Herewith a crazy momentary flash to Occam’s Razor. The oft-used definition is all other things being equal, the simplest explanation is preferred. Which explanation would be: despite the same name and the same (stretching it a bit) general time period, these were two different men. But are all other things equal? For the life of me, I cannot reconcile the enigma of each man claiming a similar lot of land in York Township.

A more scholarly definition of Occam gives pause: One should not increase, beyond what is necessary, the number of entities required to explain anything.[2] Two parts are considered the basis of Occam's razor:
* The Principle of Plurality - Plurality should not be posited without necessity;
* The Principle of Parsimony - It is pointless to do with more what is done with less.[3]

Should genealogy pay attention to Occam’s principle? Do we quote the glibbest interpretation? The more scholarly definition is seriously at odds with the GPS principle of a reasonably exhaustive search. Yet I went so far afield, unsuccessfully, it does seem pointless to continue accumulating negative findings. ... When can we say it’s enough?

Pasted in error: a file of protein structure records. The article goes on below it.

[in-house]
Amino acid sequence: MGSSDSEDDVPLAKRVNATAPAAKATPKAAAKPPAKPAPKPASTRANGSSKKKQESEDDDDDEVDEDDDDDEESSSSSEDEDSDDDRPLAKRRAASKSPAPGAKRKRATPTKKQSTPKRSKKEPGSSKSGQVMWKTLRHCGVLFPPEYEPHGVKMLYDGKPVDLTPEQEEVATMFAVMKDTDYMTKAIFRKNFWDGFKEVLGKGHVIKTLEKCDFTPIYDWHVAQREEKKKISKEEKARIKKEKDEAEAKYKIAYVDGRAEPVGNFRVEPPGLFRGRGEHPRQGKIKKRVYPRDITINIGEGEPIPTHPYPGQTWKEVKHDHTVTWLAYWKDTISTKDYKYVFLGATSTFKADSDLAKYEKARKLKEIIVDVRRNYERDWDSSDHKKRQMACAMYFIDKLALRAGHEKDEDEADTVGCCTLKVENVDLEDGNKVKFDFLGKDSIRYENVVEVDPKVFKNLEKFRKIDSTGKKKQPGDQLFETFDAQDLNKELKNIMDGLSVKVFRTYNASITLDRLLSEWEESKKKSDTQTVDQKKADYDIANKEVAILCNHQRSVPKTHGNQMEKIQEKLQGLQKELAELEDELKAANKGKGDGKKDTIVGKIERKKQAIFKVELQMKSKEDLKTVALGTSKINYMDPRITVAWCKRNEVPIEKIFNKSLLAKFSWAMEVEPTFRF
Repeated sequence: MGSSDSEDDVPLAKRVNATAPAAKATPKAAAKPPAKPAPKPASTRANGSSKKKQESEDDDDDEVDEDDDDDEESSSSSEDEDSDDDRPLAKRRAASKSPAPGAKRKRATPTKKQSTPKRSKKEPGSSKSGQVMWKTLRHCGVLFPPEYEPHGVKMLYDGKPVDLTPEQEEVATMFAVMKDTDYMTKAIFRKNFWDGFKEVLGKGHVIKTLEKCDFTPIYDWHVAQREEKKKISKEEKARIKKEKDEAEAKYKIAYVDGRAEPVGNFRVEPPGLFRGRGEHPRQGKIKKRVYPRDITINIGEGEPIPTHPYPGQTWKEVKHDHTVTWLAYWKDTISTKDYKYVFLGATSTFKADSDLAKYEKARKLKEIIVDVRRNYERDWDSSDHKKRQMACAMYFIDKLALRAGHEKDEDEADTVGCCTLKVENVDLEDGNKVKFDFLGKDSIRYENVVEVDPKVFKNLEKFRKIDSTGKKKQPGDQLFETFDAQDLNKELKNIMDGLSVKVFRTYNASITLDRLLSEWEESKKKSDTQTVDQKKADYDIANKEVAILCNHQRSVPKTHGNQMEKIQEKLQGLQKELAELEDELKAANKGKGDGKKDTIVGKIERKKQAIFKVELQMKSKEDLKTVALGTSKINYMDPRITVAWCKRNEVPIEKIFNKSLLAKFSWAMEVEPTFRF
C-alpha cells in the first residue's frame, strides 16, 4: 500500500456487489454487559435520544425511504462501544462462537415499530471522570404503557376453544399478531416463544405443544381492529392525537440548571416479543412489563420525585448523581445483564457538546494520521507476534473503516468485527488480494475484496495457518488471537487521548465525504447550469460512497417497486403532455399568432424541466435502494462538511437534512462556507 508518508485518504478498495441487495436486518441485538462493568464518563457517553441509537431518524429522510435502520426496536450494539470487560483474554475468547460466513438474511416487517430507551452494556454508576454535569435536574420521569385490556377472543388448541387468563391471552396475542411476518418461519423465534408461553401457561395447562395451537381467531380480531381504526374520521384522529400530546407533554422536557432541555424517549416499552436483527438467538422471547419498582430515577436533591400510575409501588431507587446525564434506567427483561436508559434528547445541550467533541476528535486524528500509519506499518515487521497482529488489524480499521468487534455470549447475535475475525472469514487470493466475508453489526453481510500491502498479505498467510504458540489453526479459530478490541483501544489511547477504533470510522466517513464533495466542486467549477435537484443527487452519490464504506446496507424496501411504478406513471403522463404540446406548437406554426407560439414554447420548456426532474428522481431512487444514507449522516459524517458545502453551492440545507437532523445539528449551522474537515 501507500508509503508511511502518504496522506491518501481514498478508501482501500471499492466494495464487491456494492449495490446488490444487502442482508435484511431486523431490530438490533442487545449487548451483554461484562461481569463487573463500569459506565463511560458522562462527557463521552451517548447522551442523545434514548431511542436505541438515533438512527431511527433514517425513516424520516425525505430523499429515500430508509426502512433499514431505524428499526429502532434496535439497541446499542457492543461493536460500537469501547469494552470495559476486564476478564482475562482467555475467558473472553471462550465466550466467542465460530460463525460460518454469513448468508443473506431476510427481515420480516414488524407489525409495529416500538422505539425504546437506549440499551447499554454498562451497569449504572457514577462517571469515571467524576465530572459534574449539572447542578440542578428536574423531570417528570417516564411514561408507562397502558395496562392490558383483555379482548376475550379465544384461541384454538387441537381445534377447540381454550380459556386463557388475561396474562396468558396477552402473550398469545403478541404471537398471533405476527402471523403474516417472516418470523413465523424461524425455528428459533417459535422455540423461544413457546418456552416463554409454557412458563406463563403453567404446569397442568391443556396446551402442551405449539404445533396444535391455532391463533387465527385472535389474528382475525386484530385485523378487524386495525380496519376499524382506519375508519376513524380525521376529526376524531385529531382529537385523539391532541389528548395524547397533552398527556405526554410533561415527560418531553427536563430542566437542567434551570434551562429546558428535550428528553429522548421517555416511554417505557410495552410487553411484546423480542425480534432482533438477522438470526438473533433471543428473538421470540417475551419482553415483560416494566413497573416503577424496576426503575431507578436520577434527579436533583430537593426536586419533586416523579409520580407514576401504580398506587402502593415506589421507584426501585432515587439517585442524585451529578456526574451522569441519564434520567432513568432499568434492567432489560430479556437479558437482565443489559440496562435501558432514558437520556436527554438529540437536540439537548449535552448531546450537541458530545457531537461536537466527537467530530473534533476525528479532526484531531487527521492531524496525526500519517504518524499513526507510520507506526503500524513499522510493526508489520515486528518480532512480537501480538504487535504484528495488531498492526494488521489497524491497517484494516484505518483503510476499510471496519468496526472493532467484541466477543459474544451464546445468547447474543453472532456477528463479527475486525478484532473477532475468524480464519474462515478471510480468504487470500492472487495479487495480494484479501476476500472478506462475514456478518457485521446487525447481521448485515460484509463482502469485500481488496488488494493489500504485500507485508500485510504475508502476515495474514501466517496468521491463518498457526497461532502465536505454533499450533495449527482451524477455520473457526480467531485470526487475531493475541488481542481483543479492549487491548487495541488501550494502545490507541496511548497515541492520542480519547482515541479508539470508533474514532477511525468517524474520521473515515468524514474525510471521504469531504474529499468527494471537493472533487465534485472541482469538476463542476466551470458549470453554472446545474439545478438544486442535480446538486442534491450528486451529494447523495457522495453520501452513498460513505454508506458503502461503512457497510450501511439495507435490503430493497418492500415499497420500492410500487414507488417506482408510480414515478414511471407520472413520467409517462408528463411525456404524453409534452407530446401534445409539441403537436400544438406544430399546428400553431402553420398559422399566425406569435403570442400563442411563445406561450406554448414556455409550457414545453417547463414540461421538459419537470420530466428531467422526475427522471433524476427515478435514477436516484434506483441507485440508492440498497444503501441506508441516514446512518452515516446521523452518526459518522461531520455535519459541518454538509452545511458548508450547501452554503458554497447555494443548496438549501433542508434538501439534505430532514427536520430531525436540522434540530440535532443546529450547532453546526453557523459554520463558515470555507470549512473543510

For now, the last days of both George Porters remain clouded in mystery.
[1] Jane E. MacNamara, “Discovering the Duchess Street Burial Ground,” OGS Toronto Branch Projects (http://torontofamilyhistory.org/projects/ : accessed 10 March 2011).
[2] “Occam’s Razor,” Principia Cybernetica (http://pespmc1.vub.ac.be/OCCAMRAZ.html : accessed 10 August 2011)
[3] “How Occam’s Razor Works,” How Stuff Works (http://science.howstuffworks.com/innovation/scientific-experiments/occams-razor.htm : accessed 10 August 2011).

© Brenda Dougall Merriman, 2011.

07 August 2011

Frasers Part 16: Robertson Connections